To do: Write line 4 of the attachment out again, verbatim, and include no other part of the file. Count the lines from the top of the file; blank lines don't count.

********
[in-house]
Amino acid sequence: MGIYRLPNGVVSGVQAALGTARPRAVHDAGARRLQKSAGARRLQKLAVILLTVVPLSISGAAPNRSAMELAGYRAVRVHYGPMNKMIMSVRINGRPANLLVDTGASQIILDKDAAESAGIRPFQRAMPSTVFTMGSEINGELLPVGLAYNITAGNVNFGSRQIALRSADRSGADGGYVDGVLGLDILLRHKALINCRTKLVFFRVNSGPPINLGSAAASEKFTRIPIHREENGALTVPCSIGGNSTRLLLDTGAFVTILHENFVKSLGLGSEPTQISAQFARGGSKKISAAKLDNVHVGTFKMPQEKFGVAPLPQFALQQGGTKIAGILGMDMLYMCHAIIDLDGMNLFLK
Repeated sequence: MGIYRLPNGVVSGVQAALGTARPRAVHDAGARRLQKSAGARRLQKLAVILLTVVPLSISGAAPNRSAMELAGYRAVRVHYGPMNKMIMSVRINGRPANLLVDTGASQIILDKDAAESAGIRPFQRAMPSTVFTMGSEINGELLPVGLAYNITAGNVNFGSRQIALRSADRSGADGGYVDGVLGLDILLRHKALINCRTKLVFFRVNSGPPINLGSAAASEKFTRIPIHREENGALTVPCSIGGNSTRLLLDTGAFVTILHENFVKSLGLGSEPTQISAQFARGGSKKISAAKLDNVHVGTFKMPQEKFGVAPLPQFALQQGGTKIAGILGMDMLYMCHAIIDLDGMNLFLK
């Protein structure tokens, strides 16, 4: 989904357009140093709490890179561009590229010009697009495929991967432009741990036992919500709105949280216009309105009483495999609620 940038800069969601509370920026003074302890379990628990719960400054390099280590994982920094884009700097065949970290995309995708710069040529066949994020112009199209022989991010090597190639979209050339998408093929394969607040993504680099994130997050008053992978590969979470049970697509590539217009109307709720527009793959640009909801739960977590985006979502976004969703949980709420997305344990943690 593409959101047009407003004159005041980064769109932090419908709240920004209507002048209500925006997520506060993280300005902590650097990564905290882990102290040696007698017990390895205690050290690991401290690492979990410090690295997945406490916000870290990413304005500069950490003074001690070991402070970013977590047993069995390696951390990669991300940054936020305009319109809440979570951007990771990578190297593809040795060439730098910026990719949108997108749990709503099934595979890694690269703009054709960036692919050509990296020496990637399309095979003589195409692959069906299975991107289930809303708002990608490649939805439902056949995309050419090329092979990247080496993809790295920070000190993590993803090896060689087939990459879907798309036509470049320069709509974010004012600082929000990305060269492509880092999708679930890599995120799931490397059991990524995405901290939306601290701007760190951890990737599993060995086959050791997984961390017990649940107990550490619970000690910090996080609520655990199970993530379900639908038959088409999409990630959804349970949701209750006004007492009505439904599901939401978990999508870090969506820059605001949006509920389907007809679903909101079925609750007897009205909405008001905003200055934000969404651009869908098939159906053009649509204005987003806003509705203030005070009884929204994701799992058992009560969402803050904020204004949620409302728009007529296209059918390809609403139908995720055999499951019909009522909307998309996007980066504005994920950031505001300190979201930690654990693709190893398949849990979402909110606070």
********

């Protein structure tokens, strides 16, 4: 989904357009140093709490890179561009590229010009697009495929991967432009741990036992919500709105949280216009309105009483495999609620 940038800069969601509370920026003074302890379990628990719960400054390099280590994982920094884009700097065949970290995309995708710069040529066949994020112009199209022989991010090597190639979209050339998408093929394969607040993504680099994130997050008053992978590969979470049970697509590539217009109307709720527009793959640009909801739960977590985006979502976004969703949980709420997305344990943690 593409959101047009407003004159005041980064769109932090419908709240920004209507002048209500925006997520506060993280300005902590650097990564905290882990102290040696007698017990390895205690050290690991401290690492979990410090690295997945406490916000870290990413304005500069950490003074001690070991402070970013977590047993069995390696951390990669991300940054936020305009319109809440979570951007990771990578190297593809040795060439730098910026990719949108997108749990709503099934595979890694690269703009054709960036692919050509990296020496990637399309095979003589195409692959069906299975991107289930809303708002990608490649939805439902056949995309050419090329092979990247080496993809790295920070000190993590993803090896060689087939990459879907798309036509470049320069709509974010004012600082929000990305060269492509880092999708679930890599995120799931490397059991990524995405901290939306601290701007760190951890990737599993060995086959050791997984961390017990649940107990550490619970000690910090996080609520655990199970993530379900639908038959088409999409990630959804349970949701209750006004007492009505439904599901939401978990999508870090969506820059605001949006509920389907007809679903909101079925609750007897009205909405008001905003200055934000969404651009869908098939159906053009649509204005987003806003509705203030005070009884929204994701799992058992009560969402803050904020204004949620409302728009007529296209059918390809609403139908995720055999499951019909009522909307998309996007980066504005994920950031505001300190979201930690654990693709190893398949849990979402909110606070």